News & Updates
- Ashon Crawley's Lonely Letters wins the Lambda Literary Award for Nonfiction
- Damon Young wins the Thurber Award for American Humor
- Ashon Crawley's Lonely Letters wins the Believer Award for Nonfiction
- Emily Bernard is a newly elected fellow of the Society of American Historians
- Starred Kirkus review for Tiya Miles' All That She Carried
Kelly Lytle Hernandez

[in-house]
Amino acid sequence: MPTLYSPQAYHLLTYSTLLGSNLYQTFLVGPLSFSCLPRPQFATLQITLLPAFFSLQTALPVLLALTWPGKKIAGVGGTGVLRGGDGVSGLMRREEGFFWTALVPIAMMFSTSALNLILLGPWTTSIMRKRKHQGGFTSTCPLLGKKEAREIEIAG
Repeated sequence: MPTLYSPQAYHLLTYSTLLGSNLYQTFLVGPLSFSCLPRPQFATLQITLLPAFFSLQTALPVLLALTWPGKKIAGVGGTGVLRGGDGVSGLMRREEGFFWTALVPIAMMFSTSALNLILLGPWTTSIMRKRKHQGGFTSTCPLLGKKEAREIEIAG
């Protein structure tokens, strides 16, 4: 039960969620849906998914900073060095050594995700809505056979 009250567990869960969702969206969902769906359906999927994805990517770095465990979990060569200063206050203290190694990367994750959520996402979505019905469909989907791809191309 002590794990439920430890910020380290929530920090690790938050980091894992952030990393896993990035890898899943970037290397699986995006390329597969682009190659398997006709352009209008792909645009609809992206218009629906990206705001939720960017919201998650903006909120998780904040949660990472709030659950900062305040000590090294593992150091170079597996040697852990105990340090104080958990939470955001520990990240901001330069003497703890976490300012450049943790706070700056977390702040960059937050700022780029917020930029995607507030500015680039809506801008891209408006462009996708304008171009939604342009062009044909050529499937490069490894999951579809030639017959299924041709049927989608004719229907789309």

Kelly Lytle Hernández is a Professor of History and African American Studies, and the Interim Director of the Ralph J. Bunche Center for African American Studies at UCLA. This week her most recent work, City of Inmates: Conquest, Rebellion, and the Rise of Human Caging in Los Angeles, won the John Hope Franklin Prize. It had already won The American Book Award, James Rawley Prize, and The Athearn Book Prize. One of the nation’s leading experts on race, immigration, and mass incarceration, her previous work Migra! A History of the U.S. Border Patrol has also garnered awards, including the 2010 Clements Prize, Honorable Mention for the 2011 Lora Romero First Book Prize, Honorable Mention for the 2011 John Hope Franklin Prize, and finalist in the 2011 First Book Prize from the Berkshire Conference of Women Historians. In 2007 she won the Oscar O. Winther Award for the best article to appear in the Western Historical Quarterly, and the Bolton-Kinnaird Award for best article on the Spanish borderlands. Her latest book, Bad Mexicans: Ricardo Flores Magon and the Undocumented Immigrants who Felled a Tyrant and Changed the World is forthcoming from Norton.